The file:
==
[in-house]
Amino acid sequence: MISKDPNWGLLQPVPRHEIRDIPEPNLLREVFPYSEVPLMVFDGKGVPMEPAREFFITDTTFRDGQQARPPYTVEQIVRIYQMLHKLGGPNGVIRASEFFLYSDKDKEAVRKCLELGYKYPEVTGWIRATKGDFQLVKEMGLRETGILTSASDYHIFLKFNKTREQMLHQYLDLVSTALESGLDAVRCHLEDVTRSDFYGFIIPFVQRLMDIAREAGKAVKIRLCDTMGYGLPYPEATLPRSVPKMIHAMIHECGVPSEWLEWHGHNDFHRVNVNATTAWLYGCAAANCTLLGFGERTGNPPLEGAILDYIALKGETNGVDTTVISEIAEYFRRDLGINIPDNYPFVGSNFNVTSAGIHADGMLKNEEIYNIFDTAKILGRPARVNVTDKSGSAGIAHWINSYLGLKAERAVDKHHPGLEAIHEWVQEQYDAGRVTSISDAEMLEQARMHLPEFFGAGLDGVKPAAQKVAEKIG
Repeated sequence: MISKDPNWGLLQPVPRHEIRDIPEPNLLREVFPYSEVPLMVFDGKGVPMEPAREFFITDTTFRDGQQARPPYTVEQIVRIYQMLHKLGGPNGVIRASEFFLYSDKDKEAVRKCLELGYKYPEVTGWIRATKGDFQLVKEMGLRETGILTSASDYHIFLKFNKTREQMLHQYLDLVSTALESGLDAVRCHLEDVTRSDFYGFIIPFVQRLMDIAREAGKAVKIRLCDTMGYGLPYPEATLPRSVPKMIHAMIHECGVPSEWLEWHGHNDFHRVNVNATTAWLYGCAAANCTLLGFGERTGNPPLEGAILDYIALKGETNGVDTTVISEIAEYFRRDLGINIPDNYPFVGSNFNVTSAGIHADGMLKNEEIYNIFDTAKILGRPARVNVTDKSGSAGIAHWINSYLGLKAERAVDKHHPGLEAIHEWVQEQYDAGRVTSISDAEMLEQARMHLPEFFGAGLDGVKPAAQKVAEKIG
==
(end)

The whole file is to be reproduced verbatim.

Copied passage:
[in-house]
Amino acid sequence: MISKDPNWGLLQPVPRHEIRDIPEPNLLREVFPYSEVPLMVFDGKGVPMEPAREFFITDTTFRDGQQARPPYTVEQIVRIYQMLHKLGGPNGVIRASEFFLYSDKDKEAVRKCLELGYKYPEVTGWIRATKGDFQLVKEMGLRETGILTSASDYHIFLKFNKTREQMLHQYLDLVSTALESGLDAVRCHLEDVTRSDFYGFIIPFVQRLMDIAREAGKAVKIRLCDTMGYGLPYPEATLPRSVPKMIHAMIHECGVPSEWLEWHGHNDFHRVNVNATTAWLYGCAAANCTLLGFGERTGNPPLEGAILDYIALKGETNGVDTTVISEIAEYFRRDLGINIPDNYPFVGSNFNVTSAGIHADGMLKNEEIYNIFDTAKILGRPARVNVTDKSGSAGIAHWINSYLGLKAERAVDKHHPGLEAIHEWVQEQYDAGRVTSISDAEMLEQARMHLPEFFGAGLDGVKPAAQKVAEKIG
Repeated sequence: MISKDPNWGLLQPVPRHEIRDIPEPNLLREVFPYSEVPLMVFDGKGVPMEPAREFFITDTTFRDGQQARPPYTVEQIVRIYQMLHKLGGPNGVIRASEFFLYSDKDKEAVRKCLELGYKYPEVTGWIRATKGDFQLVKEMGLRETGILTSASDYHIFLKFNKTREQMLHQYLDLVSTALESGLDAVRCHLEDVTRSDFYGFIIPFVQRLMDIAREAGKAVKIRLCDTMGYGLPYPEATLPRSVPKMIHAMIHECGVPSEWLEWHGHNDFHRVNVNATTAWLYGCAAANCTLLGFGERTGNPPLEGAILDYIALKGETNGVDTTVISEIAEYFRRDLGINIPDNYPFVGSNFNVTSAGIHADGMLKNEEIYNIFDTAKILGRPARVNVTDKSGSAGIAHWINSYLGLKAERAVDKHHPGLEAIHEWVQEQYDAGRVTSISDAEMLEQARMHLPEFFGAGLDGVKPAAQKVAEKIG